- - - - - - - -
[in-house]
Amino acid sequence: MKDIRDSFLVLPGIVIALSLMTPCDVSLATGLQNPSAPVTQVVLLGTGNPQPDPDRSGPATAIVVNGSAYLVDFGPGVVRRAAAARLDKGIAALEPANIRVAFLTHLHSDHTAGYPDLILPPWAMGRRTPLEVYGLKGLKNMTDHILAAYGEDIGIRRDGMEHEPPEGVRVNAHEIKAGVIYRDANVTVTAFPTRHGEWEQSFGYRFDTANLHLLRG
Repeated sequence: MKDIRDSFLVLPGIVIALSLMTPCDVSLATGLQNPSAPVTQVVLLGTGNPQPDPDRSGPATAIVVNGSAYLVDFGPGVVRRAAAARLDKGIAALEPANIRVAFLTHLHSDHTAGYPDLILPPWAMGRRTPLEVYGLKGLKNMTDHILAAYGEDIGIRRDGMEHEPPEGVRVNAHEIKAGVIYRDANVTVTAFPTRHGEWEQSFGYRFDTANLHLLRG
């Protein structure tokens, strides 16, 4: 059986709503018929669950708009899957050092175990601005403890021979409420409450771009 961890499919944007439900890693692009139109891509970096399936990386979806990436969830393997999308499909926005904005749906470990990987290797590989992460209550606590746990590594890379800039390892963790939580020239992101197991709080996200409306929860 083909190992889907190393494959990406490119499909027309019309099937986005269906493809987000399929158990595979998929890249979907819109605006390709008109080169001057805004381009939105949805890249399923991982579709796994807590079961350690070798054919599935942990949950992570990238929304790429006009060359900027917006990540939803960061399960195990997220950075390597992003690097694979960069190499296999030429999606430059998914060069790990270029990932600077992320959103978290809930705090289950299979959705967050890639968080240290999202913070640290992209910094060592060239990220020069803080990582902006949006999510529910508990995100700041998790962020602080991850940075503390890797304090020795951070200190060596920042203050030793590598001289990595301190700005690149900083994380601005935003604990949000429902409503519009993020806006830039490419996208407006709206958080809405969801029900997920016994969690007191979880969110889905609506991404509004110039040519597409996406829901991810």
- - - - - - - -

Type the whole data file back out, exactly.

[in-house]
Amino acid sequence: MKDIRDSFLVLPGIVIALSLMTPCDVSLATGLQNPSAPVTQVVLLGTGNPQPDPDRSGPATAIVVNGSAYLVDFGPGVVRRAAAARLDKGIAALEPANIRVAFLTHLHSDHTAGYPDLILPPWAMGRRTPLEVYGLKGLKNMTDHILAAYGEDIGIRRDGMEHEPPEGVRVNAHEIKAGVIYRDANVTVTAFPTRHGEWEQSFGYRFDTANLHLLRG
Repeated sequence: MKDIRDSFLVLPGIVIALSLMTPCDVSLATGLQNPSAPVTQVVLLGTGNPQPDPDRSGPATAIVVNGSAYLVDFGPGVVRRAAAARLDKGIAALEPANIRVAFLTHLHSDHTAGYPDLILPPWAMGRRTPLEVYGLKGLKNMTDHILAAYGEDIGIRRDGMEHEPPEGVRVNAHEIKAGVIYRDANVTVTAFPTRHGEWEQSFGYRFDTANLHLLRG
């Protein structure tokens, strides 16, 4: 059986709503018929669950708009899957050092175990601005403890021979409420409450771009 961890499919944007439900890693692009139109891509970096399936990386979806990436969830393997999308499909926005904005749906470990990987290797590989992460209550606590746990590594890379800039390892963790939580020239992101197991709080996200409306929860 083909190992889907190393494959990406490119499909027309019309099937986005269906493809987000399929158990595979998929890249979907819109605006390709008109080169001057805004381009939105949805890249399923991982579709796994807590079961350690070798054919599935942990949950992570990238929304790429006009060359900027917006990540939803960061399960195990997220950075390597992003690097694979960069190499296999030429999606430059998914060069790990270029990932600077992320959103978290809930705090289950299979959705967050890639968080240290999202913070640290992209910094060592060239990220020069803080990582902006949006999510529910508990995100700041998790962020602080991850940075503390890797304090020795951070200190060596920042203050030793590598001289990595301190700005690149900083994380601005935003604990949000429902409503519009993020806006830039490419996208407006709206958080809405969801029900997920016994969690007191979880969110889905609506991404509004110039040519597409996406829901991810």